Jeremy Miles says six-week summer holiday could change in school year shake-up

Pupils have had a very different learning experience during the coronavirus pandemic. Credit: PA Images

Wales' education minister says the pandemic could be seen as an "opportunity" to change the school year - including a potential shake-up of the six-week summer holiday.

Speaking to ITV Wales correspondent Rob Osborne in an interview for Sharp End, Jeremy Miles said the shape of the school year had not been looked at for "well over a century".

Mr Miles said: "I think given the experience of the last two years when schools have, out of necessity, in all the challenges they've faced, had to work very differently - I think in a way, there's an opportunity for us to take this moment to see whether we shouldn't be looking at the shape of the school year.

"This isn't about extra days' holiday or extra days' schooling - it's about how they're allocated across the year. So we know that in the long summer holiday, it's quite a lot of lost learning in particular for some of our young people. We also know from talking to staff that the long autumn term is pretty exhausting and can cause a bit of burnout. So there's all sorts of potential advantages.

"And what we are looking at, we're talking to staff, to learners, to parents - and actually, it goes beyond the life of the school. If we were to change the summer period, that could have an impact on tourism, on childcare - so all of these people are part of the conversation."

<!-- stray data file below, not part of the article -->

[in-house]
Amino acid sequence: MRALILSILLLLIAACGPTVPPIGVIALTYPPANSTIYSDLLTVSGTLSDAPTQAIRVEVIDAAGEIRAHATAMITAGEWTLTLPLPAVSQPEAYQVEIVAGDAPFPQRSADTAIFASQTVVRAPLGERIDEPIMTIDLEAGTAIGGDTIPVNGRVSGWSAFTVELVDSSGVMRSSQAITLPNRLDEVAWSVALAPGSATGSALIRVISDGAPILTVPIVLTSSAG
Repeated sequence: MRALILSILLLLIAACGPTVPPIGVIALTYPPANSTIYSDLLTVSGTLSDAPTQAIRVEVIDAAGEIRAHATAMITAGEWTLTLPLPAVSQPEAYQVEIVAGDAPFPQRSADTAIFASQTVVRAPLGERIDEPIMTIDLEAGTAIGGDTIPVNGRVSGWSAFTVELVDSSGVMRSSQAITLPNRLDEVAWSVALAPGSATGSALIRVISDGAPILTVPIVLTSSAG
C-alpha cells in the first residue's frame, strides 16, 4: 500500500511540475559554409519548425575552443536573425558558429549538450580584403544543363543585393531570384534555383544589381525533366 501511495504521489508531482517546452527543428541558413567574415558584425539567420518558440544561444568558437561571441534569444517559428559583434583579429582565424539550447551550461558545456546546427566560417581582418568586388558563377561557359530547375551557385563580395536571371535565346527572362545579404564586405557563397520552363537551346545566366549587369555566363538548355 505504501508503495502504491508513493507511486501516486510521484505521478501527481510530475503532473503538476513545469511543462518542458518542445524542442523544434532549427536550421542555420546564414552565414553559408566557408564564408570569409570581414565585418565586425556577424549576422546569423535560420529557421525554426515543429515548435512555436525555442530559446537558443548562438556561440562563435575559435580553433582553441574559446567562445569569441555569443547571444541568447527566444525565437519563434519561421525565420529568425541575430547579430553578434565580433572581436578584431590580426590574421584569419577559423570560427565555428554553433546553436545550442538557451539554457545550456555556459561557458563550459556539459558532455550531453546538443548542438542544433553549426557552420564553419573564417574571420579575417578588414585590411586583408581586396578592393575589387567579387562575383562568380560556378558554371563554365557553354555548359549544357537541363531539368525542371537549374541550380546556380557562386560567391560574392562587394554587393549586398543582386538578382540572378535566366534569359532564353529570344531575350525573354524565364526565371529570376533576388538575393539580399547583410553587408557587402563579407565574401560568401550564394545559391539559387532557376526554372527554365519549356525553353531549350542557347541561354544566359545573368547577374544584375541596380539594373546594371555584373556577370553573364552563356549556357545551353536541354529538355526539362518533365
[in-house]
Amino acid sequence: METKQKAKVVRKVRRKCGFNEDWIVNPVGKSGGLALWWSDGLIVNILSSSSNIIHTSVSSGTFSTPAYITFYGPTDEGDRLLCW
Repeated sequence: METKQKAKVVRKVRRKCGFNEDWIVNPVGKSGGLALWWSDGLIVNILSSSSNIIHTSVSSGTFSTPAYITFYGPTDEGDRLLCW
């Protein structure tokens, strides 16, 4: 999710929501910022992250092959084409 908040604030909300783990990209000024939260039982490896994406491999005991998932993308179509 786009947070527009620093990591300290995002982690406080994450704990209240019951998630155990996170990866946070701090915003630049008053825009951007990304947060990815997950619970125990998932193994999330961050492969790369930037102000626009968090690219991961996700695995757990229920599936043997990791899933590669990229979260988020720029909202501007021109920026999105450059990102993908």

Jeremy Miles said the pandemic could be used as an opportunity for change. Credit: Welsh Government

When questioned further about whether the six-week summer holiday could change, Mr Miles replied: "That's one of the things we're talking to people about.

"What we hear reasonably consistently from people is that it's a pretty long holiday and there's quite a lot of appetite for maybe having a shorter holiday in the summer, a longer holiday in the winter time, maybe seeing if Easter should be at the same point every year - the Easter break.

"So, you know, these are not decisions at this point - these are just parts of the conversation. So what I want to hear is what we get back from those surveys and focus groups and then I'll look at what the next steps are going to be."

The minister said changes could be made as early as this Senedd term, but that he was keen to hear a range of opinions first.

You can watch the interview in full on tonight's Sharp End at 10.45pm on ITV Wales.